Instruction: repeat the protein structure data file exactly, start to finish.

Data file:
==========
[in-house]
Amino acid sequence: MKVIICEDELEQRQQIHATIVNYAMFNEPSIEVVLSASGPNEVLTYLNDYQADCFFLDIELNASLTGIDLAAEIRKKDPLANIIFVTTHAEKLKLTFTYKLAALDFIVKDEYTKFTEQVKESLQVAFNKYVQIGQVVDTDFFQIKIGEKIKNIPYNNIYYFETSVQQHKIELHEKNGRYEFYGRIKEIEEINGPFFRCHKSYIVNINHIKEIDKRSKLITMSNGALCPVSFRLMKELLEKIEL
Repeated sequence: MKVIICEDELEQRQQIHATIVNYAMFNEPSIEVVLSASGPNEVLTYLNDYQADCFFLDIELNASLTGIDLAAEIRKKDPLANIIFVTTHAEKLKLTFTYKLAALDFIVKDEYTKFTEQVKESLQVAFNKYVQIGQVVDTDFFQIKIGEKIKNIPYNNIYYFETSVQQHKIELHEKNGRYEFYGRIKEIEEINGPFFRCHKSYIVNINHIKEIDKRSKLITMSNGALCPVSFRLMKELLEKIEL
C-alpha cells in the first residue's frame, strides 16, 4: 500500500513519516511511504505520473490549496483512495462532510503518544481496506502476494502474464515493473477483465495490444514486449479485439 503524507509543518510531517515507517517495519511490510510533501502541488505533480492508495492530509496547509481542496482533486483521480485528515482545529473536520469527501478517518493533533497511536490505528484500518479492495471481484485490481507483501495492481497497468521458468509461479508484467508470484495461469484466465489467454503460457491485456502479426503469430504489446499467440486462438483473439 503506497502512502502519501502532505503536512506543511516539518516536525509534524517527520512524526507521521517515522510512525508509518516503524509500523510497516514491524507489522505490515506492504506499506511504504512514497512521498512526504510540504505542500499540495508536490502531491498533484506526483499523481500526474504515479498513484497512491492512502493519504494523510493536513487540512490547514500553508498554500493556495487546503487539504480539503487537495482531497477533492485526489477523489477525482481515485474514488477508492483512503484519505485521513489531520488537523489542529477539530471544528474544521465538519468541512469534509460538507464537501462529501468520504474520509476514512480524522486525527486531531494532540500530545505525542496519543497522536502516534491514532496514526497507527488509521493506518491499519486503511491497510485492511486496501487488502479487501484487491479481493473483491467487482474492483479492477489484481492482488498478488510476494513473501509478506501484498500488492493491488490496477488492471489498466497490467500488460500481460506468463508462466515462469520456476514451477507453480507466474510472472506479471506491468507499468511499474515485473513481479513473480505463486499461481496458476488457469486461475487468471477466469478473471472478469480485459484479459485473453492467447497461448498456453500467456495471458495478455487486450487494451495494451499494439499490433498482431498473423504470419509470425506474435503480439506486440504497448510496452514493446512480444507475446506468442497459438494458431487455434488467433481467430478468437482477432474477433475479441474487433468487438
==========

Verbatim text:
[in-house]
Amino acid sequence: MKVIICEDELEQRQQIHATIVNYAMFNEPSIEVVLSASGPNEVLTYLNDYQADCFFLDIELNASLTGIDLAAEIRKKDPLANIIFVTTHAEKLKLTFTYKLAALDFIVKDEYTKFTEQVKESLQVAFNKYVQIGQVVDTDFFQIKIGEKIKNIPYNNIYYFETSVQQHKIELHEKNGRYEFYGRIKEIEEINGPFFRCHKSYIVNINHIKEIDKRSKLITMSNGALCPVSFRLMKELLEKIEL
Repeated sequence: MKVIICEDELEQRQQIHATIVNYAMFNEPSIEVVLSASGPNEVLTYLNDYQADCFFLDIELNASLTGIDLAAEIRKKDPLANIIFVTTHAEKLKLTFTYKLAALDFIVKDEYTKFTEQVKESLQVAFNKYVQIGQVVDTDFFQIKIGEKIKNIPYNNIYYFETSVQQHKIELHEKNGRYEFYGRIKEIEEINGPFFRCHKSYIVNINHIKEIDKRSKLITMSNGALCPVSFRLMKELLEKIEL
C-alpha cells in the first residue's frame, strides 16, 4: 500500500513519516511511504505520473490549496483512495462532510503518544481496506502476494502474464515493473477483465495490444514486449479485439 503524507509543518510531517515507517517495519511490510510533501502541488505533480492508495492530509496547509481542496482533486483521480485528515482545529473536520469527501478517518493533533497511536490505528484500518479492495471481484485490481507483501495492481497497468521458468509461479508484467508470484495461469484466465489467454503460457491485456502479426503469430504489446499467440486462438483473439 503506497502512502502519501502532505503536512506543511516539518516536525509534524517527520512524526507521521517515522510512525508509518516503524509500523510497516514491524507489522505490515506492504506499506511504504512514497512521498512526504510540504505542500499540495508536490502531491498533484506526483499523481500526474504515479498513484497512491492512502493519504494523510493536513487540512490547514500553508498554500493556495487546503487539504480539503487537495482531497477533492485526489477523489477525482481515485474514488477508492483512503484519505485521513489531520488537523489542529477539530471544528474544521465538519468541512469534509460538507464537501462529501468520504474520509476514512480524522486525527486531531494532540500530545505525542496519543497522536502516534491514532496514526497507527488509521493506518491499519486503511491497510485492511486496501487488502479487501484487491479481493473483491467487482474492483479492477489484481492482488498478488510476494513473501509478506501484498500488492493491488490496477488492471489498466497490467500488460500481460506468463508462466515462469520456476514451477507453480507466474510472472506479471506491468507499468511499474515485473513481479513473480505463486499461481496458476488457469486461475487468471477466469478473471472478469480485459484479459485473453492467447497461448498456453500467456495471458495478455487486450487494451495494451499494439499490433498482431498473423504470419509470425506474435503480439506486440504497448510496452514493446512480444507475446506468442497459438494458431487455434488467433481467430478468437482477432474477433475479441474487433468487438